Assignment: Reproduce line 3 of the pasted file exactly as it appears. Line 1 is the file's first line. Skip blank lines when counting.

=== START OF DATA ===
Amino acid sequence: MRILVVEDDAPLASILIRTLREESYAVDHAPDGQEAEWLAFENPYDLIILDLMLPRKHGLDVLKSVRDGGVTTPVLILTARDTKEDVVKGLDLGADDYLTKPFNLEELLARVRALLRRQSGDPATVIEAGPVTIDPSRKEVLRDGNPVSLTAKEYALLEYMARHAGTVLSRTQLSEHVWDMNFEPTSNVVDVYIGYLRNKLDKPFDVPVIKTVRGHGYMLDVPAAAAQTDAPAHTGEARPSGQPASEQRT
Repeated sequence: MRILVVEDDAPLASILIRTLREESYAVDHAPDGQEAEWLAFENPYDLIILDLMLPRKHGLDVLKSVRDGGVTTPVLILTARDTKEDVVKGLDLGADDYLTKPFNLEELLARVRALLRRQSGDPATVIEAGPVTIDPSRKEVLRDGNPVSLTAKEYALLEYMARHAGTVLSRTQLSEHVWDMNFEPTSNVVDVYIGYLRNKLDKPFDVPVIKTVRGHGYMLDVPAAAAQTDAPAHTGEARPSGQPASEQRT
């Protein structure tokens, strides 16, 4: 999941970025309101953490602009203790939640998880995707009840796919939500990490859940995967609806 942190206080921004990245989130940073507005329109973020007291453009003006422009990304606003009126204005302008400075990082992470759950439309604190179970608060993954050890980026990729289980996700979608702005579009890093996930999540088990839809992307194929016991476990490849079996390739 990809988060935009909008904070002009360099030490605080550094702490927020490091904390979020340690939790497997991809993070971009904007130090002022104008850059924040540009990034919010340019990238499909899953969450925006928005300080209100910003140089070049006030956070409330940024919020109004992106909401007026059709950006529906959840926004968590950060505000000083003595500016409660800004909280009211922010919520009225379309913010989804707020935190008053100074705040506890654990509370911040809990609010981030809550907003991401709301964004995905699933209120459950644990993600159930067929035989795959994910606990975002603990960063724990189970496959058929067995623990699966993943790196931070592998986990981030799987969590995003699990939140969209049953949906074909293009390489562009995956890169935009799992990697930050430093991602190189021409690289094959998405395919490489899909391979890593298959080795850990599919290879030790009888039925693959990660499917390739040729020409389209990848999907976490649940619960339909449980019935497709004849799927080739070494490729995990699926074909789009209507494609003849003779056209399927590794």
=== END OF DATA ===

């Protein structure tokens, strides 16, 4: 999941970025309101953490602009203790939640998880995707009840796919939500990490859940995967609806 942190206080921004990245989130940073507005329109973020007291453009003006422009990304606003009126204005302008400075990082992470759950439309604190179970608060993954050890980026990729289980996700979608702005579009890093996930999540088990839809992307194929016991476990490849079996390739 990809988060935009909008904070002009360099030490605080550094702490927020490091904390979020340690939790497997991809993070971009904007130090002022104008850059924040540009990034919010340019990238499909899953969450925006928005300080209100910003140089070049006030956070409330940024919020109004992106909401007026059709950006529906959840926004968590950060505000000083003595500016409660800004909280009211922010919520009225379309913010989804707020935190008053100074705040506890654990509370911040809990609010981030809550907003991401709301964004995905699933209120459950644990993600159930067929035989795959994910606990975002603990960063724990189970496959058929067995623990699966993943790196931070592998986990981030799987969590995003699990939140969209049953949906074909293009390489562009995956890169935009799992990697930050430093991602190189021409690289094959998405395919490489899909391979890593298959080795850990599919290879030790009888039925693959990660499917390739040729020409389209990848999907976490649940619960339909449980019935497709004849799927080739070494490729995990699926074909789009209507494609003849003779056209399927590794």